In land change science studies, a cover type is defined by land surface attributes, specifically including the types of vegetation, topography and human structures, which makes it difficult to characterize land cover as discrete classes. One of the challenges in characterizing a land-cover type is to distinguish variability within the class from actual land-cover transformation. The spread of plant invasions in tropical systems is affected by seasonal variations and disturbances such as agricultural activities and fires, making it difficult to determine the spread through thematic classifications. In this paper, we estimate the changes in spatial extent and seasonal variation of bracken fern invasion in Southern Yucatán from 1989 to 2005 by using a linear mixture model (LMM), a widely used method in the classification of remotely sensed data. The results show an increase in areas affected by bracken from 40 km2 in 1989 to almost 80 km2 in 2000. Lower estimates of the invasion resulted from data acquired at the end of the dry season (March-May), when bracken mixes with secondary vegetation or is removed by fires. The accuracy of the maps is estimated through the use of sketch maps of farmer's parcels and field data collected from 2000 to 2001. Understanding the spatial distribution and annual variability of bracken fern cover in the region is critical to determining the relation between disturbances such as fire and forest recovery. Using LMM may enhance this understanding by giving a more accurate picture of the extent and distribution of bracken fern invasion.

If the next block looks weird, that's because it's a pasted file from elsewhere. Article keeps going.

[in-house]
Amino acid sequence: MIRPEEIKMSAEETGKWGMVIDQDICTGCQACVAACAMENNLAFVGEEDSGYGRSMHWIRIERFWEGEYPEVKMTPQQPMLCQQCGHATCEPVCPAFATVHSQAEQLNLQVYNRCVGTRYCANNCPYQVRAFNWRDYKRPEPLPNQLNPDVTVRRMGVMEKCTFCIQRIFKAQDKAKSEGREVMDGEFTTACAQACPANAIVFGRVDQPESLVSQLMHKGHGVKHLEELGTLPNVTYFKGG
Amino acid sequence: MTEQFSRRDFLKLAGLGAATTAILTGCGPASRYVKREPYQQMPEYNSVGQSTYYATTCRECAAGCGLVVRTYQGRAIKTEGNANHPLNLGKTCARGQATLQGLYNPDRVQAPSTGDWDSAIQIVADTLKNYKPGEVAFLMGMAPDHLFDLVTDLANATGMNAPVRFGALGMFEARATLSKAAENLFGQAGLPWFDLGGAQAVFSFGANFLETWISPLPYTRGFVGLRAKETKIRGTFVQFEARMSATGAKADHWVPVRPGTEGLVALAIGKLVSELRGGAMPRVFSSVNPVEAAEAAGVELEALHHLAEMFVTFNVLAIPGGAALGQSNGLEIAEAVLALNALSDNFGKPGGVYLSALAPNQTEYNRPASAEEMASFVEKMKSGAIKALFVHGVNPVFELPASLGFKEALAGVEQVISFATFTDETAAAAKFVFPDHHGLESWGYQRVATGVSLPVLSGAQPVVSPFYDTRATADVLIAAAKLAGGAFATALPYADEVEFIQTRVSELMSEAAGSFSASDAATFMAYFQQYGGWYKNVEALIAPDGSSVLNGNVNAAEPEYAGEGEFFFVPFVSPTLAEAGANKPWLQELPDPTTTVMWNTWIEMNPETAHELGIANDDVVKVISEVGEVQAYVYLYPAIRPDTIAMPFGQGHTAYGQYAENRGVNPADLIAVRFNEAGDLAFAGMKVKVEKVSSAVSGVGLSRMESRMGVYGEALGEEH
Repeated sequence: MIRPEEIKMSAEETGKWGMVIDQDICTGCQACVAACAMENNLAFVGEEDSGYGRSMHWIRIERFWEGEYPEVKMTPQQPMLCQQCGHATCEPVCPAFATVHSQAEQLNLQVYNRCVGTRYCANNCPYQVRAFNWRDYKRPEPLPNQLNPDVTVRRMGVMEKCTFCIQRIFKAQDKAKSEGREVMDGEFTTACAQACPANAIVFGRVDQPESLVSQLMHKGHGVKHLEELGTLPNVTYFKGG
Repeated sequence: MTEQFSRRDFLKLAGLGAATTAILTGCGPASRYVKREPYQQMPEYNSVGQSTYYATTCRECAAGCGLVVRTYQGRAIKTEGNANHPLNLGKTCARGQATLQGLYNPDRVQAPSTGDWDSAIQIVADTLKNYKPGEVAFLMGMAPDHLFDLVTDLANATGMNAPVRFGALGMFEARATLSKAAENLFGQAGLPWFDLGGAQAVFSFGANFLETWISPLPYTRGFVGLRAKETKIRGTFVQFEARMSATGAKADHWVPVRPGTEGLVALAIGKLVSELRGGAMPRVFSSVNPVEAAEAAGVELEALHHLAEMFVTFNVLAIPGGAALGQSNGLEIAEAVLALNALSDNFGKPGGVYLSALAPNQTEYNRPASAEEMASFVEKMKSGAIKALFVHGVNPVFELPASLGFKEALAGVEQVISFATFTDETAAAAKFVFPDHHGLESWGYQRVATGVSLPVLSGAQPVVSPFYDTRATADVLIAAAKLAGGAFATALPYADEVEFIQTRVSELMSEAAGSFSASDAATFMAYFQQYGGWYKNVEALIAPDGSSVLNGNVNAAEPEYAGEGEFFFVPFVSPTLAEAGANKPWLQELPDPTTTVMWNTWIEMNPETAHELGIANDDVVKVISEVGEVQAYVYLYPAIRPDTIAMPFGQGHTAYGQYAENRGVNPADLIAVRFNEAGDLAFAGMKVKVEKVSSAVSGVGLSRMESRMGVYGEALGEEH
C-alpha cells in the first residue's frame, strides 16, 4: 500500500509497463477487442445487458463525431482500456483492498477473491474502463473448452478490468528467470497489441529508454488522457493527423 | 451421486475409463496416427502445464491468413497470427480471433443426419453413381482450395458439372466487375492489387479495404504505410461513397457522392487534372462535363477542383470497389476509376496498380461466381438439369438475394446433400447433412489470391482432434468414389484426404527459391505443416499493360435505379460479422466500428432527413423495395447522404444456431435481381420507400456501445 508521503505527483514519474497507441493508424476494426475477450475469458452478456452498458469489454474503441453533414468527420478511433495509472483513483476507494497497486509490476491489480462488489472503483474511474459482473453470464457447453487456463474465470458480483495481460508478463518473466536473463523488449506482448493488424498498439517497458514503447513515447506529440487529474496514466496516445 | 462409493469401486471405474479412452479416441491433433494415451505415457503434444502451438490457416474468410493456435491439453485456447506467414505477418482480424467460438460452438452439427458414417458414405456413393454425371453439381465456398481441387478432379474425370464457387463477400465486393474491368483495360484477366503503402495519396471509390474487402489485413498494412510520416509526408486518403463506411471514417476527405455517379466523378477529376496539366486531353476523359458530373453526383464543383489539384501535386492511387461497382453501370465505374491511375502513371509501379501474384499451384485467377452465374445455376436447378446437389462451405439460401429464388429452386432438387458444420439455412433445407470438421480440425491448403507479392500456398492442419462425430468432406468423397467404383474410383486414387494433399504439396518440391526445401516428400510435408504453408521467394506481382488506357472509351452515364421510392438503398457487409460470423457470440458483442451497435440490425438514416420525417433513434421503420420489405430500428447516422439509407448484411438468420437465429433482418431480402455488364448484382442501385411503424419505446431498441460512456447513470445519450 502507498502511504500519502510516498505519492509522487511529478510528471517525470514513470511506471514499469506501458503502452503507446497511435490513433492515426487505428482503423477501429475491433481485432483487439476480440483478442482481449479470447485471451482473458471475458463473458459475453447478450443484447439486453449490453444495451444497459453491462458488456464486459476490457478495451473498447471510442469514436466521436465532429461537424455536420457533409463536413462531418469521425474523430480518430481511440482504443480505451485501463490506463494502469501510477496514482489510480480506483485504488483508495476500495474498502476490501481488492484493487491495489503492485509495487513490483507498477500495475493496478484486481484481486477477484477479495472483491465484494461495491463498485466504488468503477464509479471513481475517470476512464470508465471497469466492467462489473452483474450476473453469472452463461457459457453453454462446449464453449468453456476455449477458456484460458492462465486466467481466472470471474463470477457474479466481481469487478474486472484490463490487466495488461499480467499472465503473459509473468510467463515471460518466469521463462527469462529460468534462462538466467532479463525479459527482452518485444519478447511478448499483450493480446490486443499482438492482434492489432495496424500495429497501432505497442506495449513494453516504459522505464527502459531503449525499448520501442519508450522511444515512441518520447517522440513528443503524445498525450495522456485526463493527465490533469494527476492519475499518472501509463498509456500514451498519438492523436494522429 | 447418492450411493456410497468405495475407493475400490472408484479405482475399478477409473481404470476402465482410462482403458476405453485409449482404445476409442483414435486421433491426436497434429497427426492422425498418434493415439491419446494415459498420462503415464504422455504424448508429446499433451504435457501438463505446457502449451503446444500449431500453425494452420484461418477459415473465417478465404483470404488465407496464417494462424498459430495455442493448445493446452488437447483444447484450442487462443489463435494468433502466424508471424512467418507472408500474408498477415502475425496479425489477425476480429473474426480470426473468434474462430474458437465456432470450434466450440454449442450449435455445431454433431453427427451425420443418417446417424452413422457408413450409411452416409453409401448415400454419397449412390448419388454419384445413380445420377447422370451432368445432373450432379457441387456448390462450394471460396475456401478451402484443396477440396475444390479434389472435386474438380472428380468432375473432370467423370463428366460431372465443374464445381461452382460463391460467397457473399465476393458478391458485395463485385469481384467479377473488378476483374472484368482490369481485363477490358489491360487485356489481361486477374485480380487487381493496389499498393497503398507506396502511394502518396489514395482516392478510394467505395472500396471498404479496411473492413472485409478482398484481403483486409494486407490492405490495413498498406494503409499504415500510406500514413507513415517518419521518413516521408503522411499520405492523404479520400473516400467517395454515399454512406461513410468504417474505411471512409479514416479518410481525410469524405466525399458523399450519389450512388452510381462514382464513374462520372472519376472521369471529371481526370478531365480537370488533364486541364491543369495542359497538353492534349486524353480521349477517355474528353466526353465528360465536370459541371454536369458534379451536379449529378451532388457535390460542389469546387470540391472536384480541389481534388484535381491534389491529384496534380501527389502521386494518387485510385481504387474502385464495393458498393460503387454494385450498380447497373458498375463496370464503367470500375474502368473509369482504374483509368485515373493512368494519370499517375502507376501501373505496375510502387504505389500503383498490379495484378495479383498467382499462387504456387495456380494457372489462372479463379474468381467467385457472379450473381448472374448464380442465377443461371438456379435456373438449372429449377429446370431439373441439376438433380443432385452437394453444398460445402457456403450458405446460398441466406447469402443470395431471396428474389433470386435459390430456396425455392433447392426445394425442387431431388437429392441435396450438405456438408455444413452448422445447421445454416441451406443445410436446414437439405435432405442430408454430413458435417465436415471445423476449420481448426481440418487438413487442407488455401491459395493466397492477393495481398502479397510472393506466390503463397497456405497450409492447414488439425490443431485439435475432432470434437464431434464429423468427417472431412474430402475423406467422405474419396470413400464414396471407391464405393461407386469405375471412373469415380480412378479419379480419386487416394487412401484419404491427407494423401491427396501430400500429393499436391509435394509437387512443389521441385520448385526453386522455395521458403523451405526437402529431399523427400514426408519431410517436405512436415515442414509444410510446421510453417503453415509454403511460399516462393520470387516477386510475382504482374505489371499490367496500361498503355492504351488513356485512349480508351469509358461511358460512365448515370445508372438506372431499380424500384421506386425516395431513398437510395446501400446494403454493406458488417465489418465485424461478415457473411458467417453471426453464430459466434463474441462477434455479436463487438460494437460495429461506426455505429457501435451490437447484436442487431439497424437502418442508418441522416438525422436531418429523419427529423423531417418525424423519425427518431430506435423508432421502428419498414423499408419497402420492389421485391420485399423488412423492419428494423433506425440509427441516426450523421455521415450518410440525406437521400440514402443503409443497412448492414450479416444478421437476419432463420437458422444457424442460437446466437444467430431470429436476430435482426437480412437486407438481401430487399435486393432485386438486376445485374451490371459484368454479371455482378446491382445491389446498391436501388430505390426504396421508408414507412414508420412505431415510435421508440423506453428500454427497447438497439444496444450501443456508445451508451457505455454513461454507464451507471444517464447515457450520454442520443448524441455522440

All Science Journal Classification (ASJC) codes
- Ecology, Evolution, Behavior and Systematics
- Invasive plants
- Land change science
- Linear mixture model
- Remote sensing